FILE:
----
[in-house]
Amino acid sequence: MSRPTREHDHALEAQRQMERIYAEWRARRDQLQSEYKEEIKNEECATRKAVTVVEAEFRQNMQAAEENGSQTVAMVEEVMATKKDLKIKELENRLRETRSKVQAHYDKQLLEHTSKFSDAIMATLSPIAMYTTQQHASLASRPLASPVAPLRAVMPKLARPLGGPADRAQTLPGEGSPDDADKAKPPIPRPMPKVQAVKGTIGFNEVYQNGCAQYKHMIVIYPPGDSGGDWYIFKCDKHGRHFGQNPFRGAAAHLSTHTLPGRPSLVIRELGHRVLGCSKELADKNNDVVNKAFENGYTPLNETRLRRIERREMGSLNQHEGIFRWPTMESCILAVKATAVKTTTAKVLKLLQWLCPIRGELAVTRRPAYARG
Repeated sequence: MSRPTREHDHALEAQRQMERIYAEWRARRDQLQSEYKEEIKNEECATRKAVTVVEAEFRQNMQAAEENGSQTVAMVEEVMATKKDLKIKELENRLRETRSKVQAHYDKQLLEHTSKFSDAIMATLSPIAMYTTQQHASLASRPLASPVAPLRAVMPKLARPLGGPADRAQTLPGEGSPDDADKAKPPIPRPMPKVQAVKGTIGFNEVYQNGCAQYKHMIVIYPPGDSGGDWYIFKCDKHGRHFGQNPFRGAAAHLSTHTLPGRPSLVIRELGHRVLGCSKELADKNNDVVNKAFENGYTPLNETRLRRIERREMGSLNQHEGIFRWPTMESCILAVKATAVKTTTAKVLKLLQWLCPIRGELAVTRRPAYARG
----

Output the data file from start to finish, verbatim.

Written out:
[in-house]
Amino acid sequence: MSRPTREHDHALEAQRQMERIYAEWRARRDQLQSEYKEEIKNEECATRKAVTVVEAEFRQNMQAAEENGSQTVAMVEEVMATKKDLKIKELENRLRETRSKVQAHYDKQLLEHTSKFSDAIMATLSPIAMYTTQQHASLASRPLASPVAPLRAVMPKLARPLGGPADRAQTLPGEGSPDDADKAKPPIPRPMPKVQAVKGTIGFNEVYQNGCAQYKHMIVIYPPGDSGGDWYIFKCDKHGRHFGQNPFRGAAAHLSTHTLPGRPSLVIRELGHRVLGCSKELADKNNDVVNKAFENGYTPLNETRLRRIERREMGSLNQHEGIFRWPTMESCILAVKATAVKTTTAKVLKLLQWLCPIRGELAVTRRPAYARG
Repeated sequence: MSRPTREHDHALEAQRQMERIYAEWRARRDQLQSEYKEEIKNEECATRKAVTVVEAEFRQNMQAAEENGSQTVAMVEEVMATKKDLKIKELENRLRETRSKVQAHYDKQLLEHTSKFSDAIMATLSPIAMYTTQQHASLASRPLASPVAPLRAVMPKLARPLGGPADRAQTLPGEGSPDDADKAKPPIPRPMPKVQAVKGTIGFNEVYQNGCAQYKHMIVIYPPGDSGGDWYIFKCDKHGRHFGQNPFRGAAAHLSTHTLPGRPSLVIRELGHRVLGCSKELADKNNDVVNKAFENGYTPLNETRLRRIERREMGSLNQHEGIFRWPTMESCILAVKATAVKTTTAKVLKLLQWLCPIRGELAVTRRPAYARG